April 2014
Volume 55, Issue 13
Free
ARVO Annual Meeting Abstract  |   April 2014
Genetic testing in patients with inherited retinal dystrophies using panel-based next generation sequencing
Author Affiliations & Notes
  • Susanne Kohl
    Centre for Ophthalmology, Inst for Ophthalmic Rsrch Tuebingen, Tuebingen, Germany
  • Antje S Bernd
    Centre for Ophthalmology, Inst for Ophthalmic Rsrch Tuebingen, Tuebingen, Germany
  • Nicola Gloeckle
    CeGaT GmbH, Tuebingen, Germany
  • Julia Mohr
    CeGaT GmbH, Tuebingen, Germany
  • Eberhart Zrenner
    Centre for Ophthalmology, Inst for Ophthalmic Rsrch Tuebingen, Tuebingen, Germany
  • Bernd Wissinger
    Centre for Ophthalmology, Inst for Ophthalmic Rsrch Tuebingen, Tuebingen, Germany
  • Saskia Biskup
    CeGaT GmbH, Tuebingen, Germany
Investigative Ophthalmology & Visual Science April 2014, Vol.55, 3294. doi:
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      Susanne Kohl, Antje S Bernd, Nicola Gloeckle, Julia Mohr, Eberhart Zrenner, Bernd Wissinger, Saskia Biskup; Genetic testing in patients with inherited retinal dystrophies using panel-based next generation sequencing. Invest. Ophthalmol. Vis. Sci. 2014;55(13):3294.

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      © ARVO (1962-2015); The Authors (2016-present)

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Abstract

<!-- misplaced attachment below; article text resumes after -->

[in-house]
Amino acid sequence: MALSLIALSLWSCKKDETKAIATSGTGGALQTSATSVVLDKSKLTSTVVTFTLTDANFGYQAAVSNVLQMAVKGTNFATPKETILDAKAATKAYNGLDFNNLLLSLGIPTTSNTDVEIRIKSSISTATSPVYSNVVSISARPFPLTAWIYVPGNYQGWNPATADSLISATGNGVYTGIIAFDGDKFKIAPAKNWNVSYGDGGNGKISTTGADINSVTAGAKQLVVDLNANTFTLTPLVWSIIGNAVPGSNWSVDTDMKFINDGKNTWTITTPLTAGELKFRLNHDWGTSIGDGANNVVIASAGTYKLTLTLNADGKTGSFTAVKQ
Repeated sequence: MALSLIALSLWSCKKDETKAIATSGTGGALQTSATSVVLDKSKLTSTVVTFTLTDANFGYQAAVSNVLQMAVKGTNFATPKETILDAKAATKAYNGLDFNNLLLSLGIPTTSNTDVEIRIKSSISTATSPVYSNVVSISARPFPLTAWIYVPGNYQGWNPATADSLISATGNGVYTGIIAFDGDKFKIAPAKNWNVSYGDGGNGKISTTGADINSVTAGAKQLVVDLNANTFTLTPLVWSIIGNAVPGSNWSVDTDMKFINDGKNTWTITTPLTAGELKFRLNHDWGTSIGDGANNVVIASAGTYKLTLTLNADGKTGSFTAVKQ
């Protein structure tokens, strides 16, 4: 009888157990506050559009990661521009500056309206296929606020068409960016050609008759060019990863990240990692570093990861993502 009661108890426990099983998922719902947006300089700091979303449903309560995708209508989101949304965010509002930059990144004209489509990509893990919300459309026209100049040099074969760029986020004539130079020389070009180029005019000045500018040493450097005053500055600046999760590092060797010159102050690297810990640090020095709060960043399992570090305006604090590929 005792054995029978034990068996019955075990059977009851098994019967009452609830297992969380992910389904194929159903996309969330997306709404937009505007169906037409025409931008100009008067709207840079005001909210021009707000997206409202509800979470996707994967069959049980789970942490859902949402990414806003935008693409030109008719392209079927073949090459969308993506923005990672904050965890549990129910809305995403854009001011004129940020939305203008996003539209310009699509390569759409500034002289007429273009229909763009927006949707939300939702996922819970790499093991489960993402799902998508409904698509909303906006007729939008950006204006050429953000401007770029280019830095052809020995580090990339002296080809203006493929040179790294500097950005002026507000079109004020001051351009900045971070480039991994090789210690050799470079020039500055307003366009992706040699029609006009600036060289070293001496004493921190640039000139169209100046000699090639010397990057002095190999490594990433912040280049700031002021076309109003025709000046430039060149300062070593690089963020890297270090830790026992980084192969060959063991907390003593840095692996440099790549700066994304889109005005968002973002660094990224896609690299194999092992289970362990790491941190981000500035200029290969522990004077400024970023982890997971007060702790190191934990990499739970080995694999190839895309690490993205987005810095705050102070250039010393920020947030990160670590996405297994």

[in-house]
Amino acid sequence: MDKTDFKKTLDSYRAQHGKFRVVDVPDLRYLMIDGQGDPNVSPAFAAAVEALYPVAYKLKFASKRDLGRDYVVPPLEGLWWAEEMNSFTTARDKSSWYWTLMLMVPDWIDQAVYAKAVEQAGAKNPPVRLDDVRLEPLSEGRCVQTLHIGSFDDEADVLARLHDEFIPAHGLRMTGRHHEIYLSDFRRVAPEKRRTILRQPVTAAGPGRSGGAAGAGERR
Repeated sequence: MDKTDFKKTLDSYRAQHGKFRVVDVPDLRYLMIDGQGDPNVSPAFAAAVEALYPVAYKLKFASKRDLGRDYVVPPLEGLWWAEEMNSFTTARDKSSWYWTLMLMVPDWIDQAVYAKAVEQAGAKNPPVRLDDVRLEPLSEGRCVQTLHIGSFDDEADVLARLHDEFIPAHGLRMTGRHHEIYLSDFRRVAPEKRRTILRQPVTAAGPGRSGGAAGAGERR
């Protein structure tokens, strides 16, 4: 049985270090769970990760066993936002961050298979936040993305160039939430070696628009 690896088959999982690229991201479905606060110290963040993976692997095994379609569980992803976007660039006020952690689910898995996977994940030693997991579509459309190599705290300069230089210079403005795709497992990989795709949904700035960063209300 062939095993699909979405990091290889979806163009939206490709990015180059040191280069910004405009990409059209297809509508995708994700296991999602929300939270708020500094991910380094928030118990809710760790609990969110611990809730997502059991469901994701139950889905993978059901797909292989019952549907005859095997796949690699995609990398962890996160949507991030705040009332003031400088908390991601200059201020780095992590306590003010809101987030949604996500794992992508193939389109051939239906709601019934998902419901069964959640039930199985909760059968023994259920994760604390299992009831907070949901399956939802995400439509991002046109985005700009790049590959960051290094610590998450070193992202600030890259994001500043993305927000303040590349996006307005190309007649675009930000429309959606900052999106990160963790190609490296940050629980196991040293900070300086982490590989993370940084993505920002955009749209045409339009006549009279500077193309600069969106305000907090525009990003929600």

Purpose: Inherited retinal dystrophies (RD) constitute a clinically and genetically heterogeneous group of blinding diseases. They can be subdivided according to disease onset, course and progression into i) congenital blindness (i.e. Leber congenital amaurosis), ii) generalized RD with primary peripheral visual loss (i.e. retinitis pigmentosa) or iii) primary central visual loss (i.e. cone and cone-rod dystrophy), iv) macular dystrophies (e.g. Stargardt and Best disease), v) RD with stationary function loss (i.e. congenital stationary nightblindness, achromatopsia), and vi) syndromic forms (e.g. Usher and Bardet-Biedl syndrome), as well as the mode of inheritance. Mutations in more than 100 genes have been described. Consequently, next generation sequencing (NGS) technologies are the most effective approaches to screen and identify mutations in RD.

Methods: Over 300 patients with all forms of syndromic and non-syndromic RD were seen at the special day clinic for RD at the Centre for Ophthalmology, University Tuebingen, Germany. Genetic diagnostic testing was performed at CeGaT GmbH by customized panel sequencing on SOLiD 5500xl or HiSeq 2500 Illumina platforms. Currently the platform for RD covers 133 genes subdivided into 9 panels according to clinical diagnosis and most likely mode of inheritance.

Results: Over 450 different mutations and novel variants in 97 different genes were identified. ABCA4, USH2A, EYS and RPGR were the most prevalently mutated genes. In 53.5% of all patients causative mutations were detected, 10.2% of cases were inconclusive and 36.3% remained unsolved. Separated for non-syndromic and syndromic forms, the detection rate is higher with 70.8% for Usher and 69.2% for Bardet-Biedl syndrome. In addition to detection rates, we present prevalences of genes and mutations, as well as novel mutations associated with RD.

Conclusions: Massively parallel panel sequencing is a suitable and effective tool to identify causative mutations in large unselected cohorts of patients affected by all types of RD.

Keywords: 539 genetics • 696 retinal degenerations: hereditary • 604 mutations  
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